Culture Counts: A Guide to Best Practices for Developing Health Promotion Initiatives in Mental Health and Substance Use with
In Chapter 1 - Break down barriers:
- People from ethnocultural communities do not participate in health promotion, initiatives as much as people from the general
- Health promotion initiatives created for the mainstream culture may not work as well for ethnocultural communities.
- Health promotion initiatives created with little or no involvement of ethnocultural communities are unlikely to be effective
in those communities.
- Re-thinking old ways and assumptions and being open to working with ethnocultural communities on their own terms is an important
step in increasing participation of these communities in health promotion initiatives, particularly in the areas of mental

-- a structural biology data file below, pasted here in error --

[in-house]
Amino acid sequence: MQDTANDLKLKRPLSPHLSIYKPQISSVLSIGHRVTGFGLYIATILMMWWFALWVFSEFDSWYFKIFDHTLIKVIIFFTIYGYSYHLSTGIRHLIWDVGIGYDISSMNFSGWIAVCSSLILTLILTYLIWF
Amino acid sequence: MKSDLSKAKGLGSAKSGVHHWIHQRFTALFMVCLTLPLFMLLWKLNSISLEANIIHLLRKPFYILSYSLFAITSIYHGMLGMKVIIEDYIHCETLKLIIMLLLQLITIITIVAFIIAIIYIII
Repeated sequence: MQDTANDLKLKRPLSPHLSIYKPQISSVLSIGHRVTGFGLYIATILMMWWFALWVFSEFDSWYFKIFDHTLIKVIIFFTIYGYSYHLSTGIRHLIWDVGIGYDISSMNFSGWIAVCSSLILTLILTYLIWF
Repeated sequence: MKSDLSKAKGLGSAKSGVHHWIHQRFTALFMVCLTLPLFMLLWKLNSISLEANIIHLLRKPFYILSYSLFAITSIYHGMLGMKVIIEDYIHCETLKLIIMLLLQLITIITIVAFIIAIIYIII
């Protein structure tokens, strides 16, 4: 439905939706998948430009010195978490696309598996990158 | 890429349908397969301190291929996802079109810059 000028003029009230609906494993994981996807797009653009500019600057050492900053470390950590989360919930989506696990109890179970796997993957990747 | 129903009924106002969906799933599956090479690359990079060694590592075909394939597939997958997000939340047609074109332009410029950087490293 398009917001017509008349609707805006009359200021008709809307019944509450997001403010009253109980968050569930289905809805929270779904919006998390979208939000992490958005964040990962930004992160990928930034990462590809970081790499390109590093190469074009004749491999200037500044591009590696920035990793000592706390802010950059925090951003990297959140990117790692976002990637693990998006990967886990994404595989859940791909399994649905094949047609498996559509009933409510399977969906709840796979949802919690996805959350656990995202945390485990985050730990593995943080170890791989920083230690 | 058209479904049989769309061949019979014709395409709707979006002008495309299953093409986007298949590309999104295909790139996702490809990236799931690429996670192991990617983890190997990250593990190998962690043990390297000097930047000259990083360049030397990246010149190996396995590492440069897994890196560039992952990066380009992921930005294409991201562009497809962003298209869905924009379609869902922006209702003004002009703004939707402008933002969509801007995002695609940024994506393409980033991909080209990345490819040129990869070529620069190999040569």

health and substance use.
- Look for opportunities throughout the process for building the community’s ability to address its mental health and substance
use concerns on its own.
- Look for opportunities throughout the process for building your own ability and that of the organization you represent to
better serve the needs of ethnocultural communities in the areas of mental health and substance use.
- Keep the Ottawa Charter’s definition of health promotion in mind during the development process; both the process and the
initiative itself should provide opportunities for community members to “increase control over, and to improve, their health.”